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A medical journal is a scientific journal devoted to the field of medicine. Most medical journals are peer-reviewed. Medical journals commonly arose as the journal of societies, such as the precursors of the British Medical Association, and would originally be collections of letters sent to the society by distant members, with an account of the proceedings of the society's recent meetings distributed to various members and the library. With the increase in science, medical research and activity, and publication, nobody can keep up, and in self defence articles picked by individuals are discussed in journal clubs at academic institutions. The prominence of medical journals is often determined by each journal's impact factor.
In the closing years of the 20th century most medical journals had a Web presence, the BMJ notably so, thus increasing their accessibility to and input from a wide variety of people and places, and there continues a general move from print as a primary medium to the electronic ones, with participation in Bio-Med Central.
Some of the better known medical journals with high impact factors are:
With the surging popularity of Internet, it is evident that medical journals are undergoing some sort of transformation from the traditional subscription based and pay-per-view to open access some or all of their contents. For example, Canadian Medical Association Journal is made freely available without registration/login, and Journal of Clinical Investigation has its archive completely open access. The new journal PLoS Medicine has made good progress, together with other successful journals such as International Journal of Medical Sciences.
Medicine vs. health
Within the fields of research there is an ongoing cultural disagreement regarding the terms "medicine" and "health". "Medical journals" appear to emphasise research by and for medical doctors. "Health journals" focus less on a single profession, and more on providing health care to patients, clients and populations. As time has gone on and language changed physicians' dominance in research societies and organizations has become less apparent, and more non-physicians have wished to be recognised. Changing names has disadvantages, and inconveniences those making reference. As well, the very concept of a journal as a predetermined bound collection of specific articles seems unlikely to continue, with individual articles being adequately described, indexed and made available.
An example is the Society of Adolescent Medicine in the United States, which has had several failed attempts to change the name to the Society for Adolescent Health primarily to recognize their non-physician members. However, they have changed the name of their journal to the Journal of Adolescent Health.
For an article to be accepted for publication in a medical journal it must undergo a review process. Each journal creates its own process, but they have certain common characteristics in general. There are various general "levels" of scrutiny, which have some effect on the respect given to articles published in the journals. Some broad categories might be editorial review, peer review, and blind peer review.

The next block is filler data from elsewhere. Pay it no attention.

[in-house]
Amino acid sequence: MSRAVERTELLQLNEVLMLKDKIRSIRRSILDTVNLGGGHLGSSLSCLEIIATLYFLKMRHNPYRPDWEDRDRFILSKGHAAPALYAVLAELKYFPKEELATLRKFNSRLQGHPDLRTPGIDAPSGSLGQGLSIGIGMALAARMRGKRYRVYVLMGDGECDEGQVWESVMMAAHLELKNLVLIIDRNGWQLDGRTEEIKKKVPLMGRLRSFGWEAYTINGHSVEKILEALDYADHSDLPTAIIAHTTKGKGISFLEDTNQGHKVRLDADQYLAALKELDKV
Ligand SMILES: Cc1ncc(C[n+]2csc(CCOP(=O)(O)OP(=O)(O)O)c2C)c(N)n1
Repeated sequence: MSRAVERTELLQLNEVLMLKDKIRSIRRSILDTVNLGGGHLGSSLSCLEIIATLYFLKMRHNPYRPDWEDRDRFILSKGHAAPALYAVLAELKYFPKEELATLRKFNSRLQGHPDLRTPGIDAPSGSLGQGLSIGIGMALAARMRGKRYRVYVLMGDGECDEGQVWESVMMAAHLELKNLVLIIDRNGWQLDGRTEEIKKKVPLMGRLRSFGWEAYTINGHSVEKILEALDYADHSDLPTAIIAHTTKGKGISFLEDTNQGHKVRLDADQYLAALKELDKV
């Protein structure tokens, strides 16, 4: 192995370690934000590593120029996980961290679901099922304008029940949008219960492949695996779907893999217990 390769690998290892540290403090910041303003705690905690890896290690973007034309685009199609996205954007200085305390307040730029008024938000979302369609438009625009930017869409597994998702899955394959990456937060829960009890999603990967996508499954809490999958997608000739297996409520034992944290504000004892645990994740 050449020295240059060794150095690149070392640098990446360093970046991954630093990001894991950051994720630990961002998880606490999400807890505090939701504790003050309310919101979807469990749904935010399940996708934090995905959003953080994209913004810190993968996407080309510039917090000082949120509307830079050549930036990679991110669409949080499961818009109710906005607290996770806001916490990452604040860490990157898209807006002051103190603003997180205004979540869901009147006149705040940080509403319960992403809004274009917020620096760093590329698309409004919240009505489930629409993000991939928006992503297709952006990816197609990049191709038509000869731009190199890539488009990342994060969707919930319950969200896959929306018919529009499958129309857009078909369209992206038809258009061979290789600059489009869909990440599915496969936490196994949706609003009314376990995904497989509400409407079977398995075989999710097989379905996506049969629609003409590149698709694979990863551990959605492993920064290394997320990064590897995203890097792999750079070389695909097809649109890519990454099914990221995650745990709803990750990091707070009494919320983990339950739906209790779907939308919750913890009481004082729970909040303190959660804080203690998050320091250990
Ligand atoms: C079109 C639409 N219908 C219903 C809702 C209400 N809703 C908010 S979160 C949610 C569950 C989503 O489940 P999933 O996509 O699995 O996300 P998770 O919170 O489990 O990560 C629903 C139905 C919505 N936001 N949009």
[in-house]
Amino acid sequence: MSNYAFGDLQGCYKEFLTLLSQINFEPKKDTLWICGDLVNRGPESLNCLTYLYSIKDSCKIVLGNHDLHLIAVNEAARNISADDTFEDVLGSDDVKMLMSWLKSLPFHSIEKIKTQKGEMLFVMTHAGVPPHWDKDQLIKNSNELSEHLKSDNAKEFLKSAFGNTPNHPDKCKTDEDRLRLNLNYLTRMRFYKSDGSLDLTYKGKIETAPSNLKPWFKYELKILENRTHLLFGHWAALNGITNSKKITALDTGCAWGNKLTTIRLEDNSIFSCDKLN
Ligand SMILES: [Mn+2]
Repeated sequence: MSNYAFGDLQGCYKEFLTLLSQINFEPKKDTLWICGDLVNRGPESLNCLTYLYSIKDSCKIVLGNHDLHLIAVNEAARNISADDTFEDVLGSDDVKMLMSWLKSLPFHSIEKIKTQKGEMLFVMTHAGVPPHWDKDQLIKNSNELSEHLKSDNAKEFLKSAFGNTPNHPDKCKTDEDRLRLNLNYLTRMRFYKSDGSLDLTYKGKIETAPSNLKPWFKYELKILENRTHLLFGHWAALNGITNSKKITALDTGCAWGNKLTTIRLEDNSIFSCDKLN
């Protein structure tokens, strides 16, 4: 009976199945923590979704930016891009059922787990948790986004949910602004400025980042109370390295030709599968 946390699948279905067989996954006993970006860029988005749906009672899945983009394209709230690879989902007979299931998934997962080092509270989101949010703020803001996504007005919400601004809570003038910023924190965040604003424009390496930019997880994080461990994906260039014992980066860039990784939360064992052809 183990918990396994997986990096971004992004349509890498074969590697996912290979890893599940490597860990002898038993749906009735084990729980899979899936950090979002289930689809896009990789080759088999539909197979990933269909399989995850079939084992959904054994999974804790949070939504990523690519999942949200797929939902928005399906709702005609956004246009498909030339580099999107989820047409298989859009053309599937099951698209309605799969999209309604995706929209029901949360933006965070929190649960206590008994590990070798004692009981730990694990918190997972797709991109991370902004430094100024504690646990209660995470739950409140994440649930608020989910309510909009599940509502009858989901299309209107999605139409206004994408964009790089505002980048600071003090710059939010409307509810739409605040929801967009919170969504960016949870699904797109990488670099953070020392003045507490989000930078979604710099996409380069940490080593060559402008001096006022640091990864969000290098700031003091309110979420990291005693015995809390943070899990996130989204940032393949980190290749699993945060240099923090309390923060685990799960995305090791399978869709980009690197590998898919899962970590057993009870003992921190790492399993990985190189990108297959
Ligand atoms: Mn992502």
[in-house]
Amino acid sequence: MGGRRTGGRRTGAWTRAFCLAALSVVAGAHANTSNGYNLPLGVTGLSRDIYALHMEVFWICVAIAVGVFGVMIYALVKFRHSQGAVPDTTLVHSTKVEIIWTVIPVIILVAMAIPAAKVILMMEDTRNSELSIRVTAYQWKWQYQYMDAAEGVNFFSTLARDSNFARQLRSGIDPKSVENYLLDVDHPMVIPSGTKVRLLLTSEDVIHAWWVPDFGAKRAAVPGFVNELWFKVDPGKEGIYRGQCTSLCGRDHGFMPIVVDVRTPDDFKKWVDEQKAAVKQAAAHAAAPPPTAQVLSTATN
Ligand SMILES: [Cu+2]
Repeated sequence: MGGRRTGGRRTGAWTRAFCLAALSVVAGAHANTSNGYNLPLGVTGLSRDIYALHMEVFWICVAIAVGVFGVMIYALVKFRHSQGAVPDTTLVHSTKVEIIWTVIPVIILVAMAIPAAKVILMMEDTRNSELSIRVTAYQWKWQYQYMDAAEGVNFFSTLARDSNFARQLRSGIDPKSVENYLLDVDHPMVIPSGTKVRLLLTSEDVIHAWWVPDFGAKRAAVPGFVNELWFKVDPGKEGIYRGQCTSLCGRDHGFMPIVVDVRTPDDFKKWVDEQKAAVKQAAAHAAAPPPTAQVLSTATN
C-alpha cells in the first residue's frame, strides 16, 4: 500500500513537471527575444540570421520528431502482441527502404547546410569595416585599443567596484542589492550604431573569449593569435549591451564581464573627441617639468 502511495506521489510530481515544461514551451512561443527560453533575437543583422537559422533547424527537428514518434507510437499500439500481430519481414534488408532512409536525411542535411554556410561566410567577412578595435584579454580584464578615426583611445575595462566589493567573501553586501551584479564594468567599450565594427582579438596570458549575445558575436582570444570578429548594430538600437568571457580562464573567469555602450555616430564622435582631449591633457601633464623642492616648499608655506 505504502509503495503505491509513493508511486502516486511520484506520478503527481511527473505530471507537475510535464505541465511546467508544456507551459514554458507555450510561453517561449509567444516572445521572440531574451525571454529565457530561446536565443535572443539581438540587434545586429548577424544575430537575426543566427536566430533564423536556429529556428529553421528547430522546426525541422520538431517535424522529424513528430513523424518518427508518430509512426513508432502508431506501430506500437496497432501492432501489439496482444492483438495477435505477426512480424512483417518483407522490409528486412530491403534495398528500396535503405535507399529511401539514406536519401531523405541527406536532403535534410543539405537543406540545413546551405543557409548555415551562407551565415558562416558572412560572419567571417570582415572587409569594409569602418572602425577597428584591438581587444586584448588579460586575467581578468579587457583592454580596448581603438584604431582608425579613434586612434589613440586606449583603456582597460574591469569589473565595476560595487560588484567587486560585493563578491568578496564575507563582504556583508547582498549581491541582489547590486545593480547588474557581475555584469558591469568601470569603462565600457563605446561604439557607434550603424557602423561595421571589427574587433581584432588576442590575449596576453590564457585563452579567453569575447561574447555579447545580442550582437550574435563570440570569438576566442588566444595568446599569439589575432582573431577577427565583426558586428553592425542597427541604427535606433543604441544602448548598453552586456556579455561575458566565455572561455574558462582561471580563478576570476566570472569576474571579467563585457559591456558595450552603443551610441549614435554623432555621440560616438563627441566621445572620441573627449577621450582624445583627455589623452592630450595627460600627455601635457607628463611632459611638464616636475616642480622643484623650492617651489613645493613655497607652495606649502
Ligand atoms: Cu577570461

In this process, articles which meet the minimum requirements for submission (such as including the necessary descriptions of funding, privacy and publication releases, ethics/institutional review board approval, statements of original work, signatures of authors, and so on,) are first looked over by a managing editor or a member of an editorial board. They may be referred back to the authors for revision and resubmission, rejected, or presented to the editorial board for final approval.
A more stringent review process includes a full peer review. After first review by a managing editor or member of an editorial board, an article which has good possibilities will be sent out for review by two or more researchers in the specific area. If these reviews are positive the article may be referred back to the authors to address any comments by the reviewers, or (rarely) may be accepted immediately by the editorial board. Certified reviewers with a Certificate in medical writing and reviewing is something that was never reported, as the reviewers are not paid. However, if there in not 100% certainty that the reviewer is fully informed on this work, low quality in reviewing work may be produced. The International Journal of Medicine has performed for the first time in history of medical reviewing the examination of reviewers, even if they are University Professors, in order to emphasize that reviewing in medicine is a very serious work that cannot be served by "experts in rejection". Interestingly, in the collection procedure, the editor of this journal met - through their CVs- young medical doctors who are already reviewers in medical journals,they had never published one article of their own in their whole life, but were accepted to correct (with the protection of anonymity) the manuscripts of other scientists, under the pressure of the peer-review system.
The most stringent common review process is the same as the peer review above, except all references to the authors are removed from the article before review by the researchers. This has been particularly important in medical research as there is a strong bias against articles produced by non-physicians, which are more likely to get rejected.
Medical journals are a single field of scientific endeavour, but cover a wide range of topics. Inevitably there is a need for specialization. Generally speaking the journals tend to be intervention/practice focused. They may be categorized by medical specialization, client age focus, or practice focus.
|This article is licensed under the GNU Free Documentation License. It uses material from the Wikipedia article "Medical_journal". A list of authors is available in Wikipedia.|